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50 Simple Ways to Speak Your Child’s Love Language

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Did you know there’s an actual language of love… no not Italian. Seriously, we all have a unique Love Language that’s tailor-made to our unique personality. A language that when it’s spoken to us, can make us feel love in a deeply personal way.

We all know what it’s like to feel loved. It’s this experience of love that hits our heart much differently than merely knowing we’re loved. So many of us live the majority of our days in the “knowing we’re loved” zone, versus actually “experiencing that love” in action.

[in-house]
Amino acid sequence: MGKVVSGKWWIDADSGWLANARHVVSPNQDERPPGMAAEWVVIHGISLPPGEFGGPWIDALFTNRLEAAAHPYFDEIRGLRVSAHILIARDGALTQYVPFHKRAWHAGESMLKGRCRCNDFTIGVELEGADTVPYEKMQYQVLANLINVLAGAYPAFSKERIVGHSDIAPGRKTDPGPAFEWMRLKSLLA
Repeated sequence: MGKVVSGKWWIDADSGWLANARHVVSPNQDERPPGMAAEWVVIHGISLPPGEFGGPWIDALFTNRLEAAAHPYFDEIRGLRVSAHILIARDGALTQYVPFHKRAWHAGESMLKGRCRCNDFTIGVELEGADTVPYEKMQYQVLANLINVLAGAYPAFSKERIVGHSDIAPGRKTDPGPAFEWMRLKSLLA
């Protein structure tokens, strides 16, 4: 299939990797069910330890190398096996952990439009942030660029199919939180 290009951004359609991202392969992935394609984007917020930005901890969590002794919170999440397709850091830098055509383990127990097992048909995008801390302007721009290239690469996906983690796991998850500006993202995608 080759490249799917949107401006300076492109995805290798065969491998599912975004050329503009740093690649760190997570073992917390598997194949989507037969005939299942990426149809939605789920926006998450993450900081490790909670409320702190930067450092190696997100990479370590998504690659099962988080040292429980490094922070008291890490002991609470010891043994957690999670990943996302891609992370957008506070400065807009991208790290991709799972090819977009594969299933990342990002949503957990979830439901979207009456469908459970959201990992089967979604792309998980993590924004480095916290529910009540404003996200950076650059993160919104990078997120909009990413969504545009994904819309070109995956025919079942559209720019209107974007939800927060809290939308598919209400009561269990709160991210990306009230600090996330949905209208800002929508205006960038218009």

50 Ways to speak your child's love language

We all want to feel that love a whole lot more than just knowing it’s there. I know I’m guilty of letting the days go by without going beyond the usual hug, kiss, and I love you as I drop them off at school. And, of course, the thought that feeding them, clothing them, and sheltering them is an expression of love.

And though they are clearly expressions of love, I have to ask myself when was the last time my child “felt” love. A love that was meant just for them, and not a one-size-fits-all love that merely got tossed to all the kids at once on the way out the door.

There’s nothing like making a list of 50 ways to make your child feel loved to make you feel like a crappy mom! 😉 

Related: 4 Things You Must Do When Motherhood is Kicking Your Butt

The truth is, far too often we all take for granted that our spouse, children, and friends simply know we love them and leave it at that. Until a holiday (#Valentine’s Day) or other special event rolls around. Then we bring out the big guns!